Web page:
From Consortium News
Michael Flynn, Trump's former national security adviser.
(Image by (Flickr, Gage Skidmore)) Details DMCA
Much has been made in recent weeks of whether or not former National Security Adviser Mike Flynn should or should not have been prosecuted for making a false statement to the FBI in 2017.
Flynn allegedly lied to two FBI agents about what he had said in a conversation with Russian Ambassador to the United States Sergey Kislyak. But we know now that the FBI agents set him up, emailing each other in the days before they interviewed Flynn and asking whether their goal should be to trick him into lying so that they could prosecute him or "get him fired."
The Flynn case is, in a nutshell, exactly what is wrong with our criminal justice system. Former Attorney General and Supreme Court Justice Robert Jackson warned us in 1940 that cases like Flynn's would become the norm:
"The prosecutor has more control over life, liberty, and reputation that any other person in America. His discretion is tremendous. He can have citizens investigated and, if he is that kind of person, he can have this done to the tune of public statements and veiled or unveiled intimations. Or the prosecutor may choose a more subtle course and simply have a citizen's friends interviewed. The prosecutor can order arrests, present cases to the grand jury in secret session, and on the basis of his one-sided presentation of the facts, can cause the citizen to be indicted and held for trial. He may dismiss the case before trial, in which case the defense never has a chance to be heard. Or he may go on with a public trial. If he obtains a conviction, the prosecutor can still make recommendations as to sentence, as to whether the prisoner should get probation or a suspended sentence, and after he is put away, as to whether he is a fit subject for parole. While the prosecutor at his best is one of the most beneficent forces in our society, when he acts from malice or other base motives, he is one of the worst."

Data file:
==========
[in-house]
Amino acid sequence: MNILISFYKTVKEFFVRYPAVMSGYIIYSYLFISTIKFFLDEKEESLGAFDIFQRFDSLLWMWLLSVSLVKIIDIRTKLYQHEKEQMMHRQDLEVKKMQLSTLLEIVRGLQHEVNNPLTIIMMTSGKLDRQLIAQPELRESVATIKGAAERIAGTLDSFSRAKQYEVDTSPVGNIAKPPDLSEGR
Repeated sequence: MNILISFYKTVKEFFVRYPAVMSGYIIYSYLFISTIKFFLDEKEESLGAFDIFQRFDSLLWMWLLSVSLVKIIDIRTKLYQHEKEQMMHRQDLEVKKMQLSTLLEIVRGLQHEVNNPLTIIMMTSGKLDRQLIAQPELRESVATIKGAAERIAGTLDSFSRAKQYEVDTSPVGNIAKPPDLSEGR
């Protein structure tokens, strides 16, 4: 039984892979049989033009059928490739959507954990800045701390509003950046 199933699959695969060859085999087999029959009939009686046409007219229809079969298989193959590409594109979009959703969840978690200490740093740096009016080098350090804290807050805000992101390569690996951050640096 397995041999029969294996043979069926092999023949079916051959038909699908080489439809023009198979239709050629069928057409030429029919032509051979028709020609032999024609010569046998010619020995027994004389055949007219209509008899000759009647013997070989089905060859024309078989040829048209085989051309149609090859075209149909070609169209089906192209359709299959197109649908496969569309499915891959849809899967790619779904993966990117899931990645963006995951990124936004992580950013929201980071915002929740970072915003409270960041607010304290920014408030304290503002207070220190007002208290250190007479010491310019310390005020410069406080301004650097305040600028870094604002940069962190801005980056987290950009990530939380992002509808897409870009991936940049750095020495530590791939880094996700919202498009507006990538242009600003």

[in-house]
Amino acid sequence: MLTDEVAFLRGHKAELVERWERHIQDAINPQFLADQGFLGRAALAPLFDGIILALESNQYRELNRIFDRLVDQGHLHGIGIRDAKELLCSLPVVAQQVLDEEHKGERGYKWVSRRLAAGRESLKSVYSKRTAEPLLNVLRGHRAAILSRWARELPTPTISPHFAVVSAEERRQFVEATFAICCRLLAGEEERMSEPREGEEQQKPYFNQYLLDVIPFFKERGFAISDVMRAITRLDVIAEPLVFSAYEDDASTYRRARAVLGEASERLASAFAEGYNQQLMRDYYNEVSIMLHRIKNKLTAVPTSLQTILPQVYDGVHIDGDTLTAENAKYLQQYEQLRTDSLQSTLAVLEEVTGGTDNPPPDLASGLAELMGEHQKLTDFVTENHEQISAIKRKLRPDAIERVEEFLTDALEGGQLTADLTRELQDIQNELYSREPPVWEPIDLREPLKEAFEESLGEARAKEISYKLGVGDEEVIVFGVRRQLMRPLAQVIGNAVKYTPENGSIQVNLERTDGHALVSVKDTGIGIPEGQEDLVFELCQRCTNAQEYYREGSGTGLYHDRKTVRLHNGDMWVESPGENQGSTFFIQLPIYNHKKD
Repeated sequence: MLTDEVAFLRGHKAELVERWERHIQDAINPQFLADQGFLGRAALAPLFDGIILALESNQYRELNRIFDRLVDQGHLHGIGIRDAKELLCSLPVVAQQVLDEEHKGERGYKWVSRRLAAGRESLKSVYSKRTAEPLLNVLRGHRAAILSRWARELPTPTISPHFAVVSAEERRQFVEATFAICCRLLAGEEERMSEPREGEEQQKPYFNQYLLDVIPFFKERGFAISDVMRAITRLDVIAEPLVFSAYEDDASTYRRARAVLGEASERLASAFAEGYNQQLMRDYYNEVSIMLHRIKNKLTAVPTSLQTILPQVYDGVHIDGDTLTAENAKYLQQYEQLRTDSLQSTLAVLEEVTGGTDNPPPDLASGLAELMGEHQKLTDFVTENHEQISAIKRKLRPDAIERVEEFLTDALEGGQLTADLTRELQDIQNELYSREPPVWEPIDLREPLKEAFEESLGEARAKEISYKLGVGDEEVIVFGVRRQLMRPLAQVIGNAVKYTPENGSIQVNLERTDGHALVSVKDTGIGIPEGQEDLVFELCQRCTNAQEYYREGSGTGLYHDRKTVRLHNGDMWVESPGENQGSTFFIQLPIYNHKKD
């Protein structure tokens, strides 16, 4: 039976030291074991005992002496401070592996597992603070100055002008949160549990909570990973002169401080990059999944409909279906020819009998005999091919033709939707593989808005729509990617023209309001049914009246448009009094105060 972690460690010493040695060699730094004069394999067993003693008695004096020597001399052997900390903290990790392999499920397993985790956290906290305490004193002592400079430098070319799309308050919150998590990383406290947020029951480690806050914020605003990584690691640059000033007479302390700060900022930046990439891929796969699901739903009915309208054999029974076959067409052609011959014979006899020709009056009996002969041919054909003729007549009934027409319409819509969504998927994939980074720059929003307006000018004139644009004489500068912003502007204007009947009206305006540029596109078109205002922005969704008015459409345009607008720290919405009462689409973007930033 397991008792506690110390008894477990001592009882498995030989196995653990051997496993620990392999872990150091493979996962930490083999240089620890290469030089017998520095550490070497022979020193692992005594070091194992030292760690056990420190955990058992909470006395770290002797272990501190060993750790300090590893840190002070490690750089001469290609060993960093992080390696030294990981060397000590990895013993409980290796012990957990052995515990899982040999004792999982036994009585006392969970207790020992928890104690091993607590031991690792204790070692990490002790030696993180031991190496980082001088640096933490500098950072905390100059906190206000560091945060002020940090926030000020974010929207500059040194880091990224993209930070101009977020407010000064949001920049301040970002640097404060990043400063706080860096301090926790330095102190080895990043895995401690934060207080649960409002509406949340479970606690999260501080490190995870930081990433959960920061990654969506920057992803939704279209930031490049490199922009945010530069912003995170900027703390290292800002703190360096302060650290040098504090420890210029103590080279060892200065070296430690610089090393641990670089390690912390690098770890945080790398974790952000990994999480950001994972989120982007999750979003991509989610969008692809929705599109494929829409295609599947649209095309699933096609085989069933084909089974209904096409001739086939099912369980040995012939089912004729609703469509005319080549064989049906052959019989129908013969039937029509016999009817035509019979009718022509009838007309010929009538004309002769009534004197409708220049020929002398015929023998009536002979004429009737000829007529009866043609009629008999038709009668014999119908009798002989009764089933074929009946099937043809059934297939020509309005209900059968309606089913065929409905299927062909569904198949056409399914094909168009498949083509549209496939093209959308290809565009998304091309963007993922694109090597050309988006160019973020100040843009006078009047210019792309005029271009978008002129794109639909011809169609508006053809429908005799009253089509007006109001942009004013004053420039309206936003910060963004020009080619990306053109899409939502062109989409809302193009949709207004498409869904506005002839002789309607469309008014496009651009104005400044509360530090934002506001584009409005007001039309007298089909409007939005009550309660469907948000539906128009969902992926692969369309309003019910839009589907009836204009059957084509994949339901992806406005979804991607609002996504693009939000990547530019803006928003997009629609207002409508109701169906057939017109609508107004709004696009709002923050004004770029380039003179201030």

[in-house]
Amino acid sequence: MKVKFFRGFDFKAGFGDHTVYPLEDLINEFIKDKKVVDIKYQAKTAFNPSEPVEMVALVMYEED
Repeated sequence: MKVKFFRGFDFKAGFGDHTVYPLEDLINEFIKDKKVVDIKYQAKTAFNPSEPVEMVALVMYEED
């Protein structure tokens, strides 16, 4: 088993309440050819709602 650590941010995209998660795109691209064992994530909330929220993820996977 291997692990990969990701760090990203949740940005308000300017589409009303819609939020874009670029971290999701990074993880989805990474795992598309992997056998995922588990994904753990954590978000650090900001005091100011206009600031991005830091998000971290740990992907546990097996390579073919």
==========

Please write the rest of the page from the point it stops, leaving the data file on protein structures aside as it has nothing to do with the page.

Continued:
The problem has become largely a bureaucratic one. Do you think prosecutors get promoted or reelected by not prosecuting people? Do you think they get promoted or reelected by not seeking the longest possible sentences for those they convict? Of course not. Just imagine the trophy that Michael Flynn, a retired star lieutenant general and national security adviser, would have been in a prosecutor's career.
A 2012 study by ProPublica found that the Justice Department wins 98.2 percent of its cases, almost all as a result of a plea deal. So, what strategies do prosecutors use to ensure a conviction? There are two common ones: charge stacking and venue shopping.
Charge stacking is just what it sounds like. Let's say a defendant appears to have committed a crime; let's say mortgage fraud. The prosecutor doesn't charge him with just mortgage fraud. He'll add a couple of conspiracy charges and maybe a charge each of wire fraud and mail fraud. The defendant is now facing 50 years in prison, rather than five. So, what does the magnanimous prosecutor do? He offers to drop all the other charges if the defendant pleads guilty to the original charge of mortgage fraud. It's no wonder there are so many innocent people in prison. Most people wouldn't risk 50 years in prison if they can accept a plea, get a sentence of two years, and make the whole thing go away.
Venue shopping is another nice trick. Prosecutors will seek to charge a defendant in the federal district where he or she is most likely to be convicted. CIA whistleblower Jeffrey Sterling is a great example of venue shopping. Jeffrey blew the whistle on racial discrimination at the CIA, as well as an illegal program targeting the Iranian nuclear program. He was accused of passing classified information to then-New York Times reporter James Risen, who then used the information in a book. Risen lived in Maryland and worked in Washington, D.C., at the time. Sterling lived and worked in St. Louis. But he was prosecuted in the Eastern District of Virginia, known as the "espionage court" because no national security defendant has ever won a case there.
Prosecutors knew that Sterling couldn't win there, so they had a secretary buy Risen's book at a Barnes & Noble in Arlington, Virginia. Bingo. They had a "crime" committed in the Eastern District. (The feds argued that because Risen's book contained classified information, its very existence was a crime. The secretary's purchase of the book, by this logic, caught Sterling in the act of passing the information to the secretary through the book in Virginia and committing espionage, the charge against him.)
Sterling insisted on his innocence and he decided to go to trial. He was convicted of nine felonies, including seven counts of espionage. He is finally out of prison and still maintains his innocence. But the prosecutors got their scalp.
(Note: You can view every article as one long page if you sign up as an Advocate Member, or higher).